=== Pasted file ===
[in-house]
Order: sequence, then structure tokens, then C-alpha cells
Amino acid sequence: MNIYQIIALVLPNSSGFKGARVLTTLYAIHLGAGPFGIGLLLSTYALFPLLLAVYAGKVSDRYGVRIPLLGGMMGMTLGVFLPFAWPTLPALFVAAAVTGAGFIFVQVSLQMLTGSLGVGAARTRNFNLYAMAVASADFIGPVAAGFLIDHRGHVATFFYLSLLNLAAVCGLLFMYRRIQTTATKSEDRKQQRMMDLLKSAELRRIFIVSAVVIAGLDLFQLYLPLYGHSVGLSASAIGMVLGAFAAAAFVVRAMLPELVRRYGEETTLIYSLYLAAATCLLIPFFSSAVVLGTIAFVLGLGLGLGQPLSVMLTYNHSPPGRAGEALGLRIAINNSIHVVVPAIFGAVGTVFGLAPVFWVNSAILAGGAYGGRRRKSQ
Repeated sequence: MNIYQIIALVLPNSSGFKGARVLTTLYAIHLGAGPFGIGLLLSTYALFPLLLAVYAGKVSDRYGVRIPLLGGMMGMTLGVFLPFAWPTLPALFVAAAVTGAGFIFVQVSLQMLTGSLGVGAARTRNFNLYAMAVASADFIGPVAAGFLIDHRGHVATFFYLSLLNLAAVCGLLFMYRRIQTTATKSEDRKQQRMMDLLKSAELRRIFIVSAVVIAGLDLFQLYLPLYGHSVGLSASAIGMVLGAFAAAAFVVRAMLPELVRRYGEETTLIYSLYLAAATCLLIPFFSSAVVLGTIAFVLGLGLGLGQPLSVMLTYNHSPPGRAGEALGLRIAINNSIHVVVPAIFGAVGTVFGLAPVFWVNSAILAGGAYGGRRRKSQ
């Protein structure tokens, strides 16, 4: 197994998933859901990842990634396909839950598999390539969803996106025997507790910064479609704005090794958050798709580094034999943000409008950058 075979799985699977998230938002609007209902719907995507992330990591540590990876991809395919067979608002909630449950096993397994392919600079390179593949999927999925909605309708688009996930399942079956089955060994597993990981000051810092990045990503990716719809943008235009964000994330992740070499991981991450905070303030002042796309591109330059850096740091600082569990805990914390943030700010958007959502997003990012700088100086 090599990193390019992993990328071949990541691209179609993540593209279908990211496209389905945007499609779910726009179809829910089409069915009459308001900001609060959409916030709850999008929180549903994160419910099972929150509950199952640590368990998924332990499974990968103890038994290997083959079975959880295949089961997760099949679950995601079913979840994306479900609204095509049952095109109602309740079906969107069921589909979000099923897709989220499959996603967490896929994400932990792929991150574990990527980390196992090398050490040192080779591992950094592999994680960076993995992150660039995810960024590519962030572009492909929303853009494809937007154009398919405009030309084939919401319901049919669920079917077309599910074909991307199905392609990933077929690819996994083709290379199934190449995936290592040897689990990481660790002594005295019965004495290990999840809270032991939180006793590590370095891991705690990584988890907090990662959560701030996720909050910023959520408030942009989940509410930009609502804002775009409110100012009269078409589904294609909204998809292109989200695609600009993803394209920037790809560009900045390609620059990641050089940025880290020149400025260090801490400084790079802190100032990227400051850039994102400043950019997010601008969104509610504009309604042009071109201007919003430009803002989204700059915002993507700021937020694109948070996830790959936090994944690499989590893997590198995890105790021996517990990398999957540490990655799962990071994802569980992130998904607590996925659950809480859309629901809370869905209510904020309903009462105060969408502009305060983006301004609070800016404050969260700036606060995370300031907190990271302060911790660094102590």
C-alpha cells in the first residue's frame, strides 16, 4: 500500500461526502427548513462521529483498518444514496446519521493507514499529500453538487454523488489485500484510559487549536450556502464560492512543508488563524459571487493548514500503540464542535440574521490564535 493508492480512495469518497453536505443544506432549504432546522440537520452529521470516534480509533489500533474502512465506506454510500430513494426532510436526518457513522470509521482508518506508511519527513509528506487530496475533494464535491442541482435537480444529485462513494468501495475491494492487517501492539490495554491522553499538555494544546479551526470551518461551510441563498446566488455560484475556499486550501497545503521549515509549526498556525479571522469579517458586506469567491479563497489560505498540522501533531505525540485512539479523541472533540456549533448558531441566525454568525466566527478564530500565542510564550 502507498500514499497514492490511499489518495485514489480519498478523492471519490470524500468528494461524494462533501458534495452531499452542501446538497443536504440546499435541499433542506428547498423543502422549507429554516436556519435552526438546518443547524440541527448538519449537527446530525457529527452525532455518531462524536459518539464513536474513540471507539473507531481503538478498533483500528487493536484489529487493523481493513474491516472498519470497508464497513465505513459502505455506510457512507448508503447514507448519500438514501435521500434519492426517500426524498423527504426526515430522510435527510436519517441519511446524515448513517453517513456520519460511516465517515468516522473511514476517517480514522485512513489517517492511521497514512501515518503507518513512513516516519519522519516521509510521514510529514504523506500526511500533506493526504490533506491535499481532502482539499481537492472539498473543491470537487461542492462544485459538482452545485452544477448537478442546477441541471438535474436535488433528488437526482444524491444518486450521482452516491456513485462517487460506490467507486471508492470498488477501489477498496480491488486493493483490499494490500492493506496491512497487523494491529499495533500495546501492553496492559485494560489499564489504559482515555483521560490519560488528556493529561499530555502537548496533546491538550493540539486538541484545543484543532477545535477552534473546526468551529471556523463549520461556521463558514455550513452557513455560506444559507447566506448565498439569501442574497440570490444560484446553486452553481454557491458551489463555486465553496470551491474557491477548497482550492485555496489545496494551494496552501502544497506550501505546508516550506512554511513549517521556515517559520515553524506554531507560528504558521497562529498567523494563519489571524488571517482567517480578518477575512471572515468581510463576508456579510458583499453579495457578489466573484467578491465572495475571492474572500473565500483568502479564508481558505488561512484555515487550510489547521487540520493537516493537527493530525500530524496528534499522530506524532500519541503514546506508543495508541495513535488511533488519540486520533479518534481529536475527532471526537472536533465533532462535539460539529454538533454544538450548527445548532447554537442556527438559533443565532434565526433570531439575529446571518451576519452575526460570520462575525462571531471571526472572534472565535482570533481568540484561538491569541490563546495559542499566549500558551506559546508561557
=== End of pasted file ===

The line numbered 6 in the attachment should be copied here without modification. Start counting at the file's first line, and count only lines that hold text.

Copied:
C-alpha cells in the first residue's frame, strides 16, 4: 500500500461526502427548513462521529483498518444514496446519521493507514499529500453538487454523488489485500484510559487549536450556502464560492512543508488563524459571487493548514500503540464542535440574521490564535 493508492480512495469518497453536505443544506432549504432546522440537520452529521470516534480509533489500533474502512465506506454510500430513494426532510436526518457513522470509521482508518506508511519527513509528506487530496475533494464535491442541482435537480444529485462513494468501495475491494492487517501492539490495554491522553499538555494544546479551526470551518461551510441563498446566488455560484475556499486550501497545503521549515509549526498556525479571522469579517458586506469567491479563497489560505498540522501533531505525540485512539479523541472533540456549533448558531441566525454568525466566527478564530500565542510564550 502507498500514499497514492490511499489518495485514489480519498478523492471519490470524500468528494461524494462533501458534495452531499452542501446538497443536504440546499435541499433542506428547498423543502422549507429554516436556519435552526438546518443547524440541527448538519449537527446530525457529527452525532455518531462524536459518539464513536474513540471507539473507531481503538478498533483500528487493536484489529487493523481493513474491516472498519470497508464497513465505513459502505455506510457512507448508503447514507448519500438514501435521500434519492426517500426524498423527504426526515430522510435527510436519517441519511446524515448513517453517513456520519460511516465517515468516522473511514476517517480514522485512513489517517492511521497514512501515518503507518513512513516516519519522519516521509510521514510529514504523506500526511500533506493526504490533506491535499481532502482539499481537492472539498473543491470537487461542492462544485459538482452545485452544477448537478442546477441541471438535474436535488433528488437526482444524491444518486450521482452516491456513485462517487460506490467507486471508492470498488477501489477498496480491488486493493483490499494490500492493506496491512497487523494491529499495533500495546501492553496492559485494560489499564489504559482515555483521560490519560488528556493529561499530555502537548496533546491538550493540539486538541484545543484543532477545535477552534473546526468551529471556523463549520461556521463558514455550513452557513455560506444559507447566506448565498439569501442574497440570490444560484446553486452553481454557491458551489463555486465553496470551491474557491477548497482550492485555496489545496494551494496552501502544497506550501505546508516550506512554511513549517521556515517559520515553524506554531507560528504558521497562529498567523494563519489571524488571517482567517480578518477575512471572515468581510463576508456579510458583499453579495457578489466573484467578491465572495475571492474572500473565500483568502479564508481558505488561512484555515487550510489547521487540520493537516493537527493530525500530524496528534499522530506524532500519541503514546506508543495508541495513535488511533488519540486520533479518534481529536475527532471526537472536533465533532462535539460539529454538533454544538450548527445548532447554537442556527438559533443565532434565526433570531439575529446571518451576519452575526460570520462575525462571531471571526472572534472565535482570533481568540484561538491569541490563546495559542499566549500558551506559546508561557